Future management of foundation grapevine assets in Australia
There are 16 grapevine germplasm collections in Australia – a mixture of government-funded, industry-funded and privately owned. There are estimated to be over 900 different varieties and clones in these collections – some of which may exist only in Australia.
Germplasm collections have suffered a crisis in funding in the last 10 years brought about primarily by a lack of cutting sales since the downturn in the industry’s economic fortunes and government cut-backs in funding for germplasm resources.
Australia needs grapevine foundation assets to secure its long-term competitiveness and sustainability through the health, quality and integrity of its vineyards. There are varied ideas in the industry about how to achieve this and until now, a way forward has not been decided.
In November 2013, Wine Grape Growers Australia facilitated a meeting of stakeholders to identify a process for deciding on the future for grapevine genetic resources in Australia. The meeting agreed that a business plan should be developed and endorsed by industry for the long-term management of grapevine genetic resources in Australia. A working group was formed (see below) to develop the business plan.
This project has been facilitated by WGGA and supported with funding from GWRDC (now AGWA) and WGGA.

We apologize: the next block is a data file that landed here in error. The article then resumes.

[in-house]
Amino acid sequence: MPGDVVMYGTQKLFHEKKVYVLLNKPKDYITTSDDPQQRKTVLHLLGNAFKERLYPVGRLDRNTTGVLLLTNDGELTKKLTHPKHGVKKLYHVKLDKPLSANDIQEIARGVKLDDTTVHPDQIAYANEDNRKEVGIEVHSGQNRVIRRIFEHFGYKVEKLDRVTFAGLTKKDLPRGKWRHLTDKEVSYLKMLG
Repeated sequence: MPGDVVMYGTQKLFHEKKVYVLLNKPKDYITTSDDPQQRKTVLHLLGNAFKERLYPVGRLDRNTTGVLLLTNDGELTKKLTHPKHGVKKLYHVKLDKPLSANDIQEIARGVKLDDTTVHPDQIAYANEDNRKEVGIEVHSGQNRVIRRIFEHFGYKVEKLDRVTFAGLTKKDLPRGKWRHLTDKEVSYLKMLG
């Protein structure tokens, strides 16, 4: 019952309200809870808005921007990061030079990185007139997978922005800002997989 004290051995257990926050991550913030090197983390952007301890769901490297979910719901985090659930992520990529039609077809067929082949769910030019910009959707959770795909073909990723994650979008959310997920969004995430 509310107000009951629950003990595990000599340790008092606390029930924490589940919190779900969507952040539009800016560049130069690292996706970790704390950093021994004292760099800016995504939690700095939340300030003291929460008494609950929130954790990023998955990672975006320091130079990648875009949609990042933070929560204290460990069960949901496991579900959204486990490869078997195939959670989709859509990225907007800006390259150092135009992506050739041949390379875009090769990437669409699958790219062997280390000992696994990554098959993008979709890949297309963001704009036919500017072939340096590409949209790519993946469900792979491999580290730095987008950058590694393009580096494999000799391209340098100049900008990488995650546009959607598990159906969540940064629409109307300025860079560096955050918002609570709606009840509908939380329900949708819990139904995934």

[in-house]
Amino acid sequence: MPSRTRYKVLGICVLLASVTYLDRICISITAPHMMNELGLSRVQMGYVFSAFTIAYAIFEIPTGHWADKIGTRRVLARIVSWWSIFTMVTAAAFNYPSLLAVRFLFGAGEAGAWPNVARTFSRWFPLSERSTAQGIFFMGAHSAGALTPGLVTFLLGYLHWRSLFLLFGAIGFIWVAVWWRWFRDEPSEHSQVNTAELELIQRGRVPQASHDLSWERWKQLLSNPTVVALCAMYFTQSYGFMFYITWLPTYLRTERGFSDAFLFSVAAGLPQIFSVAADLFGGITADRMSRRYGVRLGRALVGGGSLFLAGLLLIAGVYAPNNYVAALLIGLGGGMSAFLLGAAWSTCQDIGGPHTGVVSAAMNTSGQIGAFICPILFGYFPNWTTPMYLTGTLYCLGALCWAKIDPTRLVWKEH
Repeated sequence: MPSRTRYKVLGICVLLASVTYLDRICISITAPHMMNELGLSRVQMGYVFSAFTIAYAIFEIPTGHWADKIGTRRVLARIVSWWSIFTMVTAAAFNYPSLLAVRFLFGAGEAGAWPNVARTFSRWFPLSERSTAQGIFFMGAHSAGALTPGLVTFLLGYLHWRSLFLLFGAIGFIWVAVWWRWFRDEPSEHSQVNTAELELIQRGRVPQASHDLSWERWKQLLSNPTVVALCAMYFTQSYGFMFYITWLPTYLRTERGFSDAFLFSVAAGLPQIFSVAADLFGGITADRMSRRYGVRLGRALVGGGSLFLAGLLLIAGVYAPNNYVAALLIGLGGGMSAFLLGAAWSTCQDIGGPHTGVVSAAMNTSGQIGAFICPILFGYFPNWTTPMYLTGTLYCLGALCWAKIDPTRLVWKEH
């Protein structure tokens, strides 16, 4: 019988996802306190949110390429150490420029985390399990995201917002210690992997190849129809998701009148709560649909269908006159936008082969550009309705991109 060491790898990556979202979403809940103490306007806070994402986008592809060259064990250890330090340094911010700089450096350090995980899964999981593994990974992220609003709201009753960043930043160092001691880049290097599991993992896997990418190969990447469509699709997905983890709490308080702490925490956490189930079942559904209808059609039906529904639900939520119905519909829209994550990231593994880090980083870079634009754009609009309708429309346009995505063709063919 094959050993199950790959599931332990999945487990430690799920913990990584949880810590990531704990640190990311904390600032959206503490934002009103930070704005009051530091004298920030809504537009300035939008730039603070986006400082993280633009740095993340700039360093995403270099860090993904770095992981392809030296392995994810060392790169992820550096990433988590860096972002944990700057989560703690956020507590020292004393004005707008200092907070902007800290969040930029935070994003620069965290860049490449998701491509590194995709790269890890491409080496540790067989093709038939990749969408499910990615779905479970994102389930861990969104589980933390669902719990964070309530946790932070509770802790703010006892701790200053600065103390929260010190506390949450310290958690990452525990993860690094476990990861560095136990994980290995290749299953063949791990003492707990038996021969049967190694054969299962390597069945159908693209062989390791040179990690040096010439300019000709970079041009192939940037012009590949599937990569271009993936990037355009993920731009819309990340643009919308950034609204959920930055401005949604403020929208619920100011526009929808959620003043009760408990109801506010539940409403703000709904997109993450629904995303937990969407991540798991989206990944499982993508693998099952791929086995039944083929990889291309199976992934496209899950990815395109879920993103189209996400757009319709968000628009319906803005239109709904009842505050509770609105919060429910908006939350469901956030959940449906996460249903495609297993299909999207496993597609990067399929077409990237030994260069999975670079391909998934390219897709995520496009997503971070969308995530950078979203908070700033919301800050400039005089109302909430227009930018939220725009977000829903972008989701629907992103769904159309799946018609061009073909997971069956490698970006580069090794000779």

The working group is made up of the following members:
- David Nitschke (Riverland Vine Improvement)
- Prue Henschke (AVIA and Adelaide Hills Vine Improvement, C.A. Henschke & Co)
- Andy Gordon (VINA and KC Vines and Rootstocks)
- Mike McCarthy (SARDI)
- Jenny Treeby (ADFA)
- Nigel Blieschke (PGIBSA and Barossa Vine Improvement)
- Jim Campbell-Clause (WAVIA and AHA Viticulture)
- Lawrie Stanford (Industry, WGGA)
- Linda Bowes (secretariat)
- Sandy Hathaway (secretariat)
The working group has spent six months developing the business plan, including reviewing previous reports, distilling ideas on exactly what industry needs and why, and consulting informally with a wide range of people to test ideas.
The proposed model is intended to protect existing assets and capitalise on their value, and provide flexibility to respond to new opportunities, bring in new technologies and create efficiencies over time.
Central to the proposed model is that the Australian Grape and Wine Authority (AGWA) take on the role of strategic national industry oversight of grapevine foundation assets.
WGGA released the draft business plan for consultation in September 2014 with feedback and submissions from industry sought by October. The final proposal, plus industry feedback, was then presented to the Joint Policy Forum on 29 October and is was recommended by both the WFA and WGGA Boards that it be progressed to AGWA for consideration.
You can view the revised business plan which will be presented at the next AGWA Board meeting in the new year.
You can view the supporting documentation below, including the Review of Grapevine Germplasm Collections undertaken by Scholefield Robinson in 2013.
- Grapevine Foundation Assets Business Plan (revised Oct 2014) + Summary of Industry Feedback (Oct 2014)
- Review of grapevine germplasm collections in Australia (PowerPoint presentation given at below meeting) (Nov 2013)
- Key stakeholder meeting (Minutes) (Nov 2013)
- Implementation of the recommendations of the GWR1112 report below (Summary by the AVIA) (Oct 2013)
- Summary of a review of grapevine germplasm collections in Australia (GWR 112) (GWRDC funded report by Scholefield Robinson) (Jul 2013)
- “Australia’s grapevine germplasm collections under threat” (Grapegrower & Winemaker article) (Jun 2013)
Image courtesy of Riverland Vine Improvement